Tag Archives: Perez Art Museum

The Joys of Teaching Mixed Media

DSC_0029This is Part 1 of a series on teaching mixed media

A rewarding result of going back to school was my exposure to many great teachers. Their technical knowledge, teaching styles, communication, critiques, and guidance helped me become a better artist. One consequence I did not foresee, was these teachers would also help me become a teacher. I suppose it is deep gratitude toward these people that makes me want to share what they have shared. As a way of honoring and thanking such talented professionals, I strive to be a great teacher.

Teaching the “Happy Accidents” mixed media class at the Arkansas Arts Center provides me with an opportunity to channel my former teachers. Students see me at the front of the room lecturing through a demo, but they are actually getting a David Bailin inspired drawing lesson. Or as I circle the room with individual instruction, the students are experiencing the questioning technique of DavIMG_6106id Clemons who taught me that listening is essential in critiques and often more important than talking. I’m finding as I teach workshops, most students want to learn new techniques but most of all, they want to be heard and want to use the workshop, and their art making to help them communicate. And people want to experience moments of success and joy that art can bring. As abstract artist Pinkney Herbert (as seen at an Arrowmont workshop on the left) taught me, kindness and caring about students can go a long way in helping them learn.

How does a mixed media class meet these needs? Well, for starters, I ask the IMG_0249students to leave their fear at the door. The class is a place to try new techniques, to experiment, to focus on method and not on results. This is a chance to stop trying so dang hard to achieve and stop comparing ourselves to others. What a relief! The more students are able to take this advice, the more they accidentally create amazing pieces of art.

In this series of posts, I’ll describe the workshop and outline specific techniques in case you want to try them at home, or share them with a friend. Perhaps you can sign up for a workshop at the Arkansas Arts Center. Over the next three weeks, I’ll post five or six entries discussing:

1. stencils and stamps
2. image transfer
3. collage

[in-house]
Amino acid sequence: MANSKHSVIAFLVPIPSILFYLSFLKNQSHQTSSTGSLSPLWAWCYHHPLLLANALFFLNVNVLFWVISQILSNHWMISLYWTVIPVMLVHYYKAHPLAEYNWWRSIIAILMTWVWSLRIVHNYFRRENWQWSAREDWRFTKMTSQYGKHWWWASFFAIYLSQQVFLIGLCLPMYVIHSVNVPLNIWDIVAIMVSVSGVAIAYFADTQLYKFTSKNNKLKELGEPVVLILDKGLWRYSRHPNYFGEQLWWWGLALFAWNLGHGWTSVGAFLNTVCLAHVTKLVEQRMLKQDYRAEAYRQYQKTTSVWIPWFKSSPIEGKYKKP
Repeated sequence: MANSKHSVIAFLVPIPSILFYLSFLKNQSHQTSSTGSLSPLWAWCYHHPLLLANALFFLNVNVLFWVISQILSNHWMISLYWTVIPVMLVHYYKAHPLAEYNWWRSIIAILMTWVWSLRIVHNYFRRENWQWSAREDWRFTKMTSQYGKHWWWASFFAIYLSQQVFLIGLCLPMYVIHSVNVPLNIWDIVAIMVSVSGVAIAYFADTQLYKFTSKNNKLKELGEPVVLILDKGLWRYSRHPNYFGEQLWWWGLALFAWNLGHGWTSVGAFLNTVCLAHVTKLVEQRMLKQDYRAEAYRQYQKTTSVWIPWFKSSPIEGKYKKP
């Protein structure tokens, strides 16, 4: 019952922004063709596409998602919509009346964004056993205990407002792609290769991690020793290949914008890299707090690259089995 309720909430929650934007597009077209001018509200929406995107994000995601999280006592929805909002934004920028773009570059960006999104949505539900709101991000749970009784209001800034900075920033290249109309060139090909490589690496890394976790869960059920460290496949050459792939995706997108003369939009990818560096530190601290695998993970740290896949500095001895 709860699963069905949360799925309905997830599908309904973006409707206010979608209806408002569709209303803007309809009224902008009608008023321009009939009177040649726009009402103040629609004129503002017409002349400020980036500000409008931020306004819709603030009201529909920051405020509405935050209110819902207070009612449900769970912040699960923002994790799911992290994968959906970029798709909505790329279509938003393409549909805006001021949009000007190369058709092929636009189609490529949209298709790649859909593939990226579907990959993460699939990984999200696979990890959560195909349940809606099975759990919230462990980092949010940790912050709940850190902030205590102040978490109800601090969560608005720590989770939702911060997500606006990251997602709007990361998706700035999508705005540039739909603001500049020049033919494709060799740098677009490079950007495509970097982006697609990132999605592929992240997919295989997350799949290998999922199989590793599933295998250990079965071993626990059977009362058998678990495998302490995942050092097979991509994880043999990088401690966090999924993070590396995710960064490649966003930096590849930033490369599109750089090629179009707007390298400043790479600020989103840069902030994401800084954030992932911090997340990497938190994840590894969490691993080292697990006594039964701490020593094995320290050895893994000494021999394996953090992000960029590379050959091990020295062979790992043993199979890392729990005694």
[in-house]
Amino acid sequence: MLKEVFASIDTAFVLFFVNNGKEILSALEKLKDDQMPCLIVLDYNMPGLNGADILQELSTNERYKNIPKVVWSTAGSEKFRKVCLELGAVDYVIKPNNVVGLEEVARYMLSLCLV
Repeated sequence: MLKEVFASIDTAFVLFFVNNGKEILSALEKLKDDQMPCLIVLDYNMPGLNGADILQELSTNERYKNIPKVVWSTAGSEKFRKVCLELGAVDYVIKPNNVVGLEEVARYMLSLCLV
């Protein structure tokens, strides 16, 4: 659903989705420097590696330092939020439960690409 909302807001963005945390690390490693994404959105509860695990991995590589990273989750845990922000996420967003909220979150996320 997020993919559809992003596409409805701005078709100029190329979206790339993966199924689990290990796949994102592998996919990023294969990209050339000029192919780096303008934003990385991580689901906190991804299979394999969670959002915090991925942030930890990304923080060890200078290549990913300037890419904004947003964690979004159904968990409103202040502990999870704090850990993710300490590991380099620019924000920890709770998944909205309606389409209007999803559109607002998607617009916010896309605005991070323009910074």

4. text and language
5. drawing
6. building texture and layering

So, to get started during Day 1, using acrylic paint we quickly add a ground layer to two pieces of paper. The paper must be heavier than drawing paper in order to handle the multiple layers to come. As the paint dries, students answer a few questions that are meant to prompt them throughout the three day workshop, and offer ideas if they feel stuck. I ask questions such as, “What is your favorite place to spend time?” “If you had a completely free week, what would you do with your time?” and “Do you have any favorite words, quotes, poems, lyrics?”

IMG_0267And then the action really starts. We cover various tools and ways to apply paint to paper. A paint brush works fine, of course, but imagine the marks made when dragging the paint with a squeegee? Or using a straw to blow paint around, or dabbing paint on with a sponge, or splattering with a toothbrush?

While that layer dries, we review compositional guidelines and elements of design. Version 2Throughout the workshop, students can look at the terms on the chalkboard and learn to self direct and analyze their work.  We discuss scale, value, contrast, line, the color wheel, texture, and pattern. We discuss how to abstractly represent an idea and how to simplify subject matter. And one of my favorites – we discuss layering, and how the additive and subtractive process of layering builds an alluring surface that is rich with information and history. Though we could spend days on these lessons, the 20 minute discussion helps students learn language and methods that quickly improve the quality of their work. To really drive the key terms home, and get a deeper understanding, we watch a few short videos on artists such as Chris Wool, Joan Mitchell, and Sigmar Polke. The work of these iconic artist leads to many “Ah-ha” moments and the students rush to get back to their work stations.

STENCILS AND STAMPS

DSC_0411In the next layer, we work with stencils and stamps while considering pattern. Artist Traci Bautista has fabulous demonstrations on the website Stampington.com and we all agreed that this is not stenciling as we remember from childhood. While places like Michael’s Arts and Crafts carry beautifully designed stencils, you can make your own for free. Using parchment paper, drawing paper or cardboard, you can cut all kinds of shapes, patterns, and letters for one-of-a-kind stencils. Notice that when cutting your own stencils, you will end up with two pieces: a negative (the hole that remains in the paper where the shape used to be) and a positive (the shape you cut and removed from the paper). Both pieces can be used for stenciling. Additionally, instead of laying the stencil on your surface and painting around it, you can paint directly on the stencil, flip it over and press it into the surface where it acts as a stamp (styrofoam works really well). Once you start stenciling and stamping, and get a handle on all the possibilities, you might notice all sorts of products in your trashcan that add pattern and shapes to your paintings.